I Am My Core Self: Step 7

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Step 7 is “recognize pieces of the miracle as they appear in life.”

Well folks, this particular miracle sure is taking some time to work!  But it is happening! The process of this miracle, as it is working inside of me, is changing some of the ways in which I organize my experience of life.

I am in the middle of a couple of profound changes in perspective right now.  I’ll try to describe them to you as my way of honoring pieces of the miracle as it is happening.

One shift is this:

Regarding the Earth and the large topic of Sustainability, I have always looked to my responsibility as viewed through the lens of the question: “How can I take care of this Earth?”  I have given this a lot of attention and time, especially during the last fifteen years, or so.  I was the Director of the Center of Excellence for the Built Environment at Purdue University in Fort Wayne, Indiana, and professor of sustainable construction.  I was also a founder of the Northeast Indiana Greenbuild Coalition, and Co-Chair of the Mayor’s Green Ribbon Commission, helping to set goals and standards in sustainability for the City of Fort Wayne.  My textbook, Sustainable Construction and Design, was published by Pierson/Prentice Hall. I have also co-authored a book with colleagues, Matt Kubik and Pat Ashton, called The Green Age.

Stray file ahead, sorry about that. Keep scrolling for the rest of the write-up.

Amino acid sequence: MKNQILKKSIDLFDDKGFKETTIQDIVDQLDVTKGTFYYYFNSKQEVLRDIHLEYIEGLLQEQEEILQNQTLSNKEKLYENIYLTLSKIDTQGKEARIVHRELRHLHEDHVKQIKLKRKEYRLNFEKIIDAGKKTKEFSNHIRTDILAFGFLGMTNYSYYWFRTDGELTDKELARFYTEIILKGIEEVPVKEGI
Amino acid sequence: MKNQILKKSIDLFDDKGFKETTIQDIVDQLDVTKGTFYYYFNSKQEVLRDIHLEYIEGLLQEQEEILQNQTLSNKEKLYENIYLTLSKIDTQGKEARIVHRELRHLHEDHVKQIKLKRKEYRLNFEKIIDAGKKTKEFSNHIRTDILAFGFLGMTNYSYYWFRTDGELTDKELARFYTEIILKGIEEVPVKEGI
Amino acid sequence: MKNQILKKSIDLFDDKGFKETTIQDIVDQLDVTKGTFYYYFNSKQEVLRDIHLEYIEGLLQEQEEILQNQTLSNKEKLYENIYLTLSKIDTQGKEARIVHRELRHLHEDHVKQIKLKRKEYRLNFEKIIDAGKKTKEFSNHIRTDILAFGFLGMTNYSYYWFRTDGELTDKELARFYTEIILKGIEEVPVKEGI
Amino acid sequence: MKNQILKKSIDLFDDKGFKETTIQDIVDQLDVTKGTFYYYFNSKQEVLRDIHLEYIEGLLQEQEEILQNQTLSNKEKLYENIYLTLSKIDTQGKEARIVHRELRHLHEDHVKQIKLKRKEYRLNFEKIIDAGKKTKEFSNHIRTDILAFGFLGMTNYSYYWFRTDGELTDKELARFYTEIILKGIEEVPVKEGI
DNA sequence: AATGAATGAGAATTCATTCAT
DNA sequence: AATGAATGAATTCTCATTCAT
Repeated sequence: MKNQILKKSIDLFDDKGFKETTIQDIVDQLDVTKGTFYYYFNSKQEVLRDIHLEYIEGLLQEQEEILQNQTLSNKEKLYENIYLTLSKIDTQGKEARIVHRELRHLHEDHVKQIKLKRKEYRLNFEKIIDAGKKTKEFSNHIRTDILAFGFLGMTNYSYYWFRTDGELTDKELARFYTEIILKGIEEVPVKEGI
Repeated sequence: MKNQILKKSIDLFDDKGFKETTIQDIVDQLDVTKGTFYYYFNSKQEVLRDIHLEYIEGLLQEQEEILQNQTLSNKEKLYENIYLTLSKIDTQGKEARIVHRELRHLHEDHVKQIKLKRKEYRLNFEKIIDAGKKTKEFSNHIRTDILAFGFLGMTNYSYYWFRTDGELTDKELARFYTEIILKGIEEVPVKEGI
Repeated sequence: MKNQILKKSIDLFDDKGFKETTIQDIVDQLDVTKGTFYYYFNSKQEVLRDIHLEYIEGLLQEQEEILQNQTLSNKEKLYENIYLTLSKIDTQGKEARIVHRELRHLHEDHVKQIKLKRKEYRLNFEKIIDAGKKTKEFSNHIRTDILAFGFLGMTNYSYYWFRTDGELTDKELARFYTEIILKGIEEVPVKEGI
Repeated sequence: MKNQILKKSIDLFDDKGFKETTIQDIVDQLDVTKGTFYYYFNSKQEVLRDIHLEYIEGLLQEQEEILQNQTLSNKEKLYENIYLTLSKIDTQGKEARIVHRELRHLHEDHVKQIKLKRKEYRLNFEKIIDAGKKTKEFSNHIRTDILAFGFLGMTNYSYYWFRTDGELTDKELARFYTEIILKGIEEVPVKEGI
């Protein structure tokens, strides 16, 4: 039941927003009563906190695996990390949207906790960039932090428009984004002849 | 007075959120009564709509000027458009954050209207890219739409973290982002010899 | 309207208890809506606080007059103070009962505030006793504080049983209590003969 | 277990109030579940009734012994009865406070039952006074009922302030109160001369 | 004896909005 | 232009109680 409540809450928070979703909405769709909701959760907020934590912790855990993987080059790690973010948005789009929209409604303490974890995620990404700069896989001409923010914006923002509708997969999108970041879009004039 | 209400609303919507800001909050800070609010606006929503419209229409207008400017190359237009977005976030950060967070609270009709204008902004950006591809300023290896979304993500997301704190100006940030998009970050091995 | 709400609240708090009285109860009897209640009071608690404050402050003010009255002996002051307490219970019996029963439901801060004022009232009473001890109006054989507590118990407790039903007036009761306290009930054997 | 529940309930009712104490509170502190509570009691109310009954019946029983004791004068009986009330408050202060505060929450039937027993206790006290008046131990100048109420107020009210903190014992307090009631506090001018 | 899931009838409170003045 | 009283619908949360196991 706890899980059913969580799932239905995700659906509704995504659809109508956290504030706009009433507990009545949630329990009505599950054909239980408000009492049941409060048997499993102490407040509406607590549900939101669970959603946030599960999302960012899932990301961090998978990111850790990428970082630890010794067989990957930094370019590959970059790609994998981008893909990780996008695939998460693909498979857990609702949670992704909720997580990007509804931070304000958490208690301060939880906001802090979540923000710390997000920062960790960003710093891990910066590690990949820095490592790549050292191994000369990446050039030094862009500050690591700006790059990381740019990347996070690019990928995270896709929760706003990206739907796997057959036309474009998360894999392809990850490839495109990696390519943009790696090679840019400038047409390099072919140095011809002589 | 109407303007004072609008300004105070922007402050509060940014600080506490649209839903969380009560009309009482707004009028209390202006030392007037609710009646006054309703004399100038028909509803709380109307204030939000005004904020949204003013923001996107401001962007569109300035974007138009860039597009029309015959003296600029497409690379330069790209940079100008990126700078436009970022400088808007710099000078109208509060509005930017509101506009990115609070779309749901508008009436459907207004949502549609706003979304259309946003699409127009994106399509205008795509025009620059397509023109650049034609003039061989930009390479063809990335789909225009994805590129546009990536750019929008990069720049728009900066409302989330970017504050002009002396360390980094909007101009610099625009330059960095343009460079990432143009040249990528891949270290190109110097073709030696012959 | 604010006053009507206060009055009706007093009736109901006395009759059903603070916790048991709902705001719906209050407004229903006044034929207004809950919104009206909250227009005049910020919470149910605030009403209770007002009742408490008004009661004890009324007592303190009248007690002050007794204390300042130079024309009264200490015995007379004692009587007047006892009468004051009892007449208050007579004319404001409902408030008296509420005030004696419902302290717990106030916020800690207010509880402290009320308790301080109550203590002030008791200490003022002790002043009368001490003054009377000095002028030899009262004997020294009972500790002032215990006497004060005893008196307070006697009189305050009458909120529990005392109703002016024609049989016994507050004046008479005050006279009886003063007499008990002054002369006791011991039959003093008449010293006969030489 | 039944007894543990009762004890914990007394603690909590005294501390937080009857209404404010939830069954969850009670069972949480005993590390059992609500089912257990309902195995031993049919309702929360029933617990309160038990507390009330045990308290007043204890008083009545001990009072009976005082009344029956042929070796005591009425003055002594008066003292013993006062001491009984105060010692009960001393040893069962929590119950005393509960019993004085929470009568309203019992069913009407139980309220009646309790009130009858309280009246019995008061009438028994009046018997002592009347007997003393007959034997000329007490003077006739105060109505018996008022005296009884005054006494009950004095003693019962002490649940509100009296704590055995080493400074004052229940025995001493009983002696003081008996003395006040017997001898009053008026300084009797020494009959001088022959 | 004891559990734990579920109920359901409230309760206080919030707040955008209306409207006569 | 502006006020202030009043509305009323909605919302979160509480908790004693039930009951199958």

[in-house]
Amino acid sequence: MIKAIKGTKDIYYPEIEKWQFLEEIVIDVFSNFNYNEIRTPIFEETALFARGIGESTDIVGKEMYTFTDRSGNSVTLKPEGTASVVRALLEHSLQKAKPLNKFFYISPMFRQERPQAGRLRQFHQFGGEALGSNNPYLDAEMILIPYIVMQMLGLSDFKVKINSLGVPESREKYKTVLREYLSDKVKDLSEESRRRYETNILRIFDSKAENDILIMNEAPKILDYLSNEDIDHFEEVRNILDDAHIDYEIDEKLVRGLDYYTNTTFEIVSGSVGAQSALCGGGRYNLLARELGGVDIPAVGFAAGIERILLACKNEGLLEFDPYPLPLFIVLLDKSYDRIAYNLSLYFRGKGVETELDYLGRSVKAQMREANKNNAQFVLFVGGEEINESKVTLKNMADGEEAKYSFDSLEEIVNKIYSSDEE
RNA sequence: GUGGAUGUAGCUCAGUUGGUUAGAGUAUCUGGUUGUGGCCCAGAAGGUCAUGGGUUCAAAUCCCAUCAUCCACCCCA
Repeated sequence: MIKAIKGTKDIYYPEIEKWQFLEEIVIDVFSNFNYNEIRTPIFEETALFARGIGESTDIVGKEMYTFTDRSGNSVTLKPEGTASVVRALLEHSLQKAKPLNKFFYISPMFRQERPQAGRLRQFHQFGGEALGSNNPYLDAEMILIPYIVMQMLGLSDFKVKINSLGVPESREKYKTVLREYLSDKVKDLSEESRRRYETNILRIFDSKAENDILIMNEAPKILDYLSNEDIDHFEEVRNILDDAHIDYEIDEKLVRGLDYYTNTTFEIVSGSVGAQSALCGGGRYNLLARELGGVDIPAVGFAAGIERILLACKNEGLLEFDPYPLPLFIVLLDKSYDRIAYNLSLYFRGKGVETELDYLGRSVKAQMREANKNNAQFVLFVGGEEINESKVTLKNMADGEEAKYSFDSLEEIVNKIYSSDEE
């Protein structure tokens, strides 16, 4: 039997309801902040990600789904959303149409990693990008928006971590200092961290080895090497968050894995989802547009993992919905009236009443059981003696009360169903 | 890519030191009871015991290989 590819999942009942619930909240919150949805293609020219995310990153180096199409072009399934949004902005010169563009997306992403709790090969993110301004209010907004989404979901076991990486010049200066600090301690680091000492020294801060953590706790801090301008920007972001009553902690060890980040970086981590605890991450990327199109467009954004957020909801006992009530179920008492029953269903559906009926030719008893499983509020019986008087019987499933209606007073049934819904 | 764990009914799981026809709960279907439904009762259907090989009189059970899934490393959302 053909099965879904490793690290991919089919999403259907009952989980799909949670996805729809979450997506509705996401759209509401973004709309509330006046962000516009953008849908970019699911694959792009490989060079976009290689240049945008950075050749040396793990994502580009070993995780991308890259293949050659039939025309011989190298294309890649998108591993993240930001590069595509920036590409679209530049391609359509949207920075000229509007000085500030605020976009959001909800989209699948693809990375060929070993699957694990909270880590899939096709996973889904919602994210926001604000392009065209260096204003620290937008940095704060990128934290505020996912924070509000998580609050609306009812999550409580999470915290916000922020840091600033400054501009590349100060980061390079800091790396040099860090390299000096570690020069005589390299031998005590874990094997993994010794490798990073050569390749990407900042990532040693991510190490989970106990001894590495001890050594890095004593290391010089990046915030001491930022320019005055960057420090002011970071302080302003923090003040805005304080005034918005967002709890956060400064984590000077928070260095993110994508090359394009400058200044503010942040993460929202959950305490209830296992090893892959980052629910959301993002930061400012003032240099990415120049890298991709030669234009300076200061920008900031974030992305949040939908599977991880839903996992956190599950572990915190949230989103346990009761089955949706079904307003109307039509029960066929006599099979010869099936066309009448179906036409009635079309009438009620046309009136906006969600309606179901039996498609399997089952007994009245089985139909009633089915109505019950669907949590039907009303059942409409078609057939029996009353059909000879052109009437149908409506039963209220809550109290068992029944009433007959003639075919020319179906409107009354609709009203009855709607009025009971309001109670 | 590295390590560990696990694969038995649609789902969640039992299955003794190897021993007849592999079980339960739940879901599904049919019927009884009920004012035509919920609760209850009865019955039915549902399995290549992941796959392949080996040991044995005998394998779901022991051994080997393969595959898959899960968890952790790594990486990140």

My focus has always been about how I/we human beings can take care of this Earth. I’m not saying there’s anything wrong with that, just that something else has come into view for me.

As I move more securely into living from my Core Self, that focus doesn’t disappear, it just gets a heaping helping of me as receiver.

My view of life from the Core Self is that I am inextricably a part of the vast everything that exists.  Period.  Geez, I hope I can put this into words!  I’m saying that because I feel unsure of how to describe this.

Here goes.

This Earth is alive (we all know this, right?).  It has a molten center, an alive and active geologic layer made up of huge tectonic plates that shift and move, an alive and active geologic layer forming the surface crust from which an entire botany of plants and trees of all kinds flourish and thrive.  At the surface, there is a thin atmospheric layer of the Earth, as well.  And then there is us–all of the biological creatures living at the surface of the Earth, including human beings.  We live here because this alive Earth provides the sustenance we need–air to breathe, water to drink, and plants to eat.

I have always worked to sustain this glorious Earth, but I also now feel the Earth’s work to sustain me, one of its glorious creatures who live at its surface.

That’s all for now.  Happy New Year!

CL (Choose Love)

Regina

 

 

 

 

 

 


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